Comrade Ubani was the LASCO’s head of strategy set up to forestall any possible compromises by the then Adams Oshoimole leadership of the NLC. Comrade Ubani was made to go through the road with the Vanguard Newspapers’ photojournalist in a car that reportedly belonged to the NLC presidency. The so-called accident was widely believed to be State-plotted, more so when the whereabouts of the secret police agents reportedly accompanying them were not given. On March 14, 2012, DIG Haruna John, then new DIG Operations at the Nigeria Police Force Headquarters got killed along side three other senior police officers (mentioned above) in Jos, Plateau State in a police helicopter crash believed to be politically and religiously motivated. And just dozens of hours ago( 15-12-2012), Governor Patrick Ibrahim Yokowa of Kaduna State and five others including Rtd. Gen. Andrew Owoye Azazi, immediate past National Security Adviser, were killed in a military helicopter crash in Nembe, Bayelsa State, South-south Nigeria. Before his death, believed to have been plotted, Mr. Patrick Yokowa was the elected governor of Kaduna State, Northwest Nigeria, a State widely believed to be the capital of the Hausa-Fulani Islamic intellectual radicalism. Therefore, he may have been seen as “foreign governor” desecrating the “Islamic intellectual caliphate”. Gen. Andrew Owoye Azazi too, may or may not have been politically targeted in the fatal air crash.

Regionally, State-plotted air and land accidents abound. Apart from the State-crime being popularized by the Idi Amin brutal regime in Uganda in the 1970s, cases of such have been reported in some African countries in recent years. For instance, on 6th April, 1994, the plane carrying then Presidents Cyprian Ntaryamira of Burundi and Juvenal Habyarimana of Rwanda were made to crash via suspected ground missiles, while trying to land in Kigali, the capital of Rwanda, after attending peace meetings in the Arusha city of Tanzania so as to end the raging civil wars in the two countries. The two Presidents died on the spot. Their deaths led to the 100 days war of genocide that killed over 800,000 Tutsis and moderate Hutus. On July 30, 2005, then Col. John Garang de Mabior of the South Sudanese People’s Liberation Army (SPLA/M) was killed in a military helicopter crash in the borders between Uganda, Kenya and Sudan, while returning to his regional capital of Juba after signing a peace treaty with his Sudanese counterpart, Gen. Omar el-Bashir. The helicopter belonged to President Yoweri Museveni of Uganda, who was his close ally. The late Col. John Garang de Mabior was believed to have been killed under circumstances plotted by the State. Further instances are numerous to mention.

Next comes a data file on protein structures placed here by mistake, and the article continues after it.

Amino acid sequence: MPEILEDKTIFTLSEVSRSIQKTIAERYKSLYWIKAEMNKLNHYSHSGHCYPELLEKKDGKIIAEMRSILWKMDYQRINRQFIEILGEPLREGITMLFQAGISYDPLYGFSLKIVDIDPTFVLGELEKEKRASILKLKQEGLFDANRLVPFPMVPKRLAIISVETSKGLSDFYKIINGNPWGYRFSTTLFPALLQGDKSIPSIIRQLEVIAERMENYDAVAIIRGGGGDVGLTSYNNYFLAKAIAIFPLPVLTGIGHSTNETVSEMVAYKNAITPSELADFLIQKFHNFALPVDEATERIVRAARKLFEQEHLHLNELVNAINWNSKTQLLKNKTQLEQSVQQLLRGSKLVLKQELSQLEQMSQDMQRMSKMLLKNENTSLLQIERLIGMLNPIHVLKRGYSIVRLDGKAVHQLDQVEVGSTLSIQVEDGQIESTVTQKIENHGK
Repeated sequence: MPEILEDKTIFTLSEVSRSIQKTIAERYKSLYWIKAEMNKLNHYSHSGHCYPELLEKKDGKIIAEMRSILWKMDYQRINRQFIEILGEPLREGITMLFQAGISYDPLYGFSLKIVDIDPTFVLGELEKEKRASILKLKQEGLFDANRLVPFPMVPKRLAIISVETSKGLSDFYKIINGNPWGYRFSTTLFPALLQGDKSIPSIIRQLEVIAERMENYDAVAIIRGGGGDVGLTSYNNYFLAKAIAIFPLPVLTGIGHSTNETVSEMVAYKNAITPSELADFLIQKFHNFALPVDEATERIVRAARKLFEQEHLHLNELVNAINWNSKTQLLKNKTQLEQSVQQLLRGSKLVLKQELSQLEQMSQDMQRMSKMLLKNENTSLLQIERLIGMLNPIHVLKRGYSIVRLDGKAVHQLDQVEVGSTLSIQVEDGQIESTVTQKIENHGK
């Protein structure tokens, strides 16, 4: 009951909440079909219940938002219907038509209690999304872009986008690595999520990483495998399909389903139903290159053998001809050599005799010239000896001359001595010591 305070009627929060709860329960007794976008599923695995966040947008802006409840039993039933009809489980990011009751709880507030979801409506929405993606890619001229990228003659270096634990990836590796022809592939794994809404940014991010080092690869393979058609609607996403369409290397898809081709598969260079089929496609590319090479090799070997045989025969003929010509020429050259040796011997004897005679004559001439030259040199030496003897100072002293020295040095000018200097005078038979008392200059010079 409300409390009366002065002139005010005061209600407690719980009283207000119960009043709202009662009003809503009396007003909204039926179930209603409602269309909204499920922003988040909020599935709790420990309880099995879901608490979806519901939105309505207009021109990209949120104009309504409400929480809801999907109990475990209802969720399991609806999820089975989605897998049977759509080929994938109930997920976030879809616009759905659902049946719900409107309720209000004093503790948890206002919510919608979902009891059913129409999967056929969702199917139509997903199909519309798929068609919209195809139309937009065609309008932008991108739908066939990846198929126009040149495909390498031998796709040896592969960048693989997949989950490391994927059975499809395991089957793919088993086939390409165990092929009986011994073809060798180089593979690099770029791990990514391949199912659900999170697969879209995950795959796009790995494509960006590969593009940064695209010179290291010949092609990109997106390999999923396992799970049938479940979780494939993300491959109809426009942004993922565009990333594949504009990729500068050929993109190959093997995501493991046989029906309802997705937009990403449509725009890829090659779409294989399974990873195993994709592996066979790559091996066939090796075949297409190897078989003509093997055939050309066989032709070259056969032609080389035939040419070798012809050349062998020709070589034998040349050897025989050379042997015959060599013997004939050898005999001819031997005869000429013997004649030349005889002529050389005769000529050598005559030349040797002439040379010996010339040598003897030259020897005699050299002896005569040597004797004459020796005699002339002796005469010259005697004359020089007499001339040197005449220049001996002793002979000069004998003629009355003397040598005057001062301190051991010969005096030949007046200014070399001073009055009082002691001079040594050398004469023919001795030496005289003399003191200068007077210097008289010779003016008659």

Therefore, the recent air crashes in Nigeria, particularly those of March 14 and December 15, 2012, and possibly, that of June1, 2012, may most likely be the handiwork of compromised and radicalized elements within the country’s security forces, indoctrinated and brainwashed in the art of sectional and religious fundamentalism by their local sponsors and foreign technical partners. Already, jubilations are taking place in all Muslim communities in northern parts of the country and beyond, thereby attesting to this position of ours. The malicious elements under reference may have thrown to the wind and compromised their professional/ law enforcement oath of honour, code of ethics, code of conduct and canons of policing /law enforcement ethics, and settled radically for their opposites under religious fundamentalist ethical dilemmas. In other words, to them, it is sectional/religious interest first and national interest and national security second. These methods of killing highly placed Nigerians“under clean job or perfect crime” circumstances may also have been brought about by the reported “technical partnership” between Nigeria’s armed Islamists and the advanced groups of same in the Northern part of Africa such as Algeria and Somalia. If this is true, then Nigeria’s top political class citizens and leading vocal voices on socio-political issues including human rights, particularly non-Muslims and moderate Muslims are dangerously endangered except God divinely decrees otherwise.